NASA is just days away from launching its first space tourism mission to the International Space Station (ISS).
Currently targeting Sunday, April 3, for launch from Florida’s Kennedy Space Center, the four-person “private astronaut mission,” as NASA describes it, will travel aboard a SpaceX Crew Dragon spacecraft powered to orbit by the company’s workhorse Falcon 9 rocket.
The groundbreaking Ax-1 mission, organized by Texas-based Axiom Space, will be crewed by Canadian investor and philanthropist Mark Pathy, American entrepreneur Larry Connor, former Israeli Air Force pilot Eytan Stibbe, and mission commander Michael López-Alegría, a former NASA astronaut. Pathy, Connor, and Stibbe are reported to have each paid around $55 million to visit the station some 250 miles above Earth.
The amateur astronauts, along with experienced space traveler López-Alegría, are set to spend around 10 days aboard the orbiting outpost, living and working alongside the current crew comprising professional astronauts.
According to Axiom Space, the crew has spent hundreds of hours training for the upcoming mission, with careful attention paid to safety, health, ISS systems, launch site operations, and emergency protocols. Additional training has also been given for dealing with the more than 25 research and technology demonstration payloads that the visitors will be working on during their time aboard the station.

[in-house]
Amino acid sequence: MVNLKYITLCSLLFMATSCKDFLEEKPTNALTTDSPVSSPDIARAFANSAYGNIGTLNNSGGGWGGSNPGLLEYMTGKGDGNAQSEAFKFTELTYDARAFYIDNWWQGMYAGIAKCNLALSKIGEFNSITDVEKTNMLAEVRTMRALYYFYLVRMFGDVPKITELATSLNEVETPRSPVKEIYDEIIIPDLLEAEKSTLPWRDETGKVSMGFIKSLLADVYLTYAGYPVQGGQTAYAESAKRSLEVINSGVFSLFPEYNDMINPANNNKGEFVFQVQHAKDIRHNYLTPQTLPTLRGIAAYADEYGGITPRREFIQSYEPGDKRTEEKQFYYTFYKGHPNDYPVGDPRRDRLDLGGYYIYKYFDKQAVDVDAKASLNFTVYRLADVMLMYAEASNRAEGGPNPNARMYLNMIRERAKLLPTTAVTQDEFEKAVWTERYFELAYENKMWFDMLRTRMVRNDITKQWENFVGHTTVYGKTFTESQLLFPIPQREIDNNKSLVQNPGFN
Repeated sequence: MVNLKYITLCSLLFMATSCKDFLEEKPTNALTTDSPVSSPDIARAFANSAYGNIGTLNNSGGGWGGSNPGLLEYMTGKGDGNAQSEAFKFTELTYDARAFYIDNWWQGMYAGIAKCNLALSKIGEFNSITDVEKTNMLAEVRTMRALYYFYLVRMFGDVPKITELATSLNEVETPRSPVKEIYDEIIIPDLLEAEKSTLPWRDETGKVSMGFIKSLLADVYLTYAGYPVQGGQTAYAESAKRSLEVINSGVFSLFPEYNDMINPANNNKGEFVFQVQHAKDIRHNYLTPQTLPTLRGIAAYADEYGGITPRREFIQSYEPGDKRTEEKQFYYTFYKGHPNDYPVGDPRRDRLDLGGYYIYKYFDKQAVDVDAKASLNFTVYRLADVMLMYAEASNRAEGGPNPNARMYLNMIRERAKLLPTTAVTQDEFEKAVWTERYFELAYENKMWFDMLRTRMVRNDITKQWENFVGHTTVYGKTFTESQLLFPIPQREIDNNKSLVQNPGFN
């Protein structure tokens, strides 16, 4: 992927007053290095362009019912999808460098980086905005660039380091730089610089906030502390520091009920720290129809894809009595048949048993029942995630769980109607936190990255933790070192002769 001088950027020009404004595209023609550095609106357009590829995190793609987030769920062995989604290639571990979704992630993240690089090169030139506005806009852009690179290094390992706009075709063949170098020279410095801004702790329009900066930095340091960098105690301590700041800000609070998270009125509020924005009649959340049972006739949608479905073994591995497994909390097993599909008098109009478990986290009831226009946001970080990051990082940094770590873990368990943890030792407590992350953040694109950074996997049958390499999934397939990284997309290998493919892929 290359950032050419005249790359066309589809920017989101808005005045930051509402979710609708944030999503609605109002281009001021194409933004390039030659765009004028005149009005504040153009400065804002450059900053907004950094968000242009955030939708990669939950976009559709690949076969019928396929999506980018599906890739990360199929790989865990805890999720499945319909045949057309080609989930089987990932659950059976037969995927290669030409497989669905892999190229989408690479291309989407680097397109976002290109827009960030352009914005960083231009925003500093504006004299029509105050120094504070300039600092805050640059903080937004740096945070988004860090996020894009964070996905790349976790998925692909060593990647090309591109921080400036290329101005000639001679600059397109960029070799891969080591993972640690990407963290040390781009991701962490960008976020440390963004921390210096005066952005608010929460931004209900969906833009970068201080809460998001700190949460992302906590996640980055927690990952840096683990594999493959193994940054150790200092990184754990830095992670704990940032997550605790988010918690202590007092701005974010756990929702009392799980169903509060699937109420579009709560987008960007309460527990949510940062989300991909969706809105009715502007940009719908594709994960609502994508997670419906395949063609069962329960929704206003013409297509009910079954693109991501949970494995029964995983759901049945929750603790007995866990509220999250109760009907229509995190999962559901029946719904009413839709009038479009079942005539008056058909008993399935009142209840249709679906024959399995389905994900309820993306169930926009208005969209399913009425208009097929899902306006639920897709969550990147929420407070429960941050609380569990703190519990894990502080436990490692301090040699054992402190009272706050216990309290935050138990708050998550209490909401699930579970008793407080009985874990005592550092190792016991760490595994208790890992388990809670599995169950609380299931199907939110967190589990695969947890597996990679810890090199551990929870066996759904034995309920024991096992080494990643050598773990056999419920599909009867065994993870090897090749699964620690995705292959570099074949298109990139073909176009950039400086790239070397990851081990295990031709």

Prelaunch activities are progressing. Yesterday, the #Ax1 crew completed test drive – also known as the Crew Equipment Interface Test (CEIT) –in the Dragon spacecraft they’ll fly aboard to and from the @Space_Station. pic.twitter.com/r4cU9NSmnS
— Axiom Space (@Axiom_Space) March 18, 2022
The Ax-1 mission has also been described as a “pathfinder mission” for Axiom Space’s Axiom Station, a commercial space station that it plans to deploy in the coming years after the current ISS is retired in 2031.
NASA, in partnership with commercial businesses like SpaceX and Axion Space, is interested in exploring the space tourism market as part of efforts to raise funds for the agency and increase access to space, though critics suggest the flights are unnecessary and cause harm to the environment as the super-rich look for ways to blow their money.
While NASA’s Russian counterpart, Roscosmos, has organized a number of space tourism trips to the ISS over the years — most recently involving a billionaire businessman from Japan — the Ax-1 mission will be NASA’s first such effort to bring amateur astronauts to the station. If the mission goes well, expect NASA to organize additional trips for folks that can afford it.
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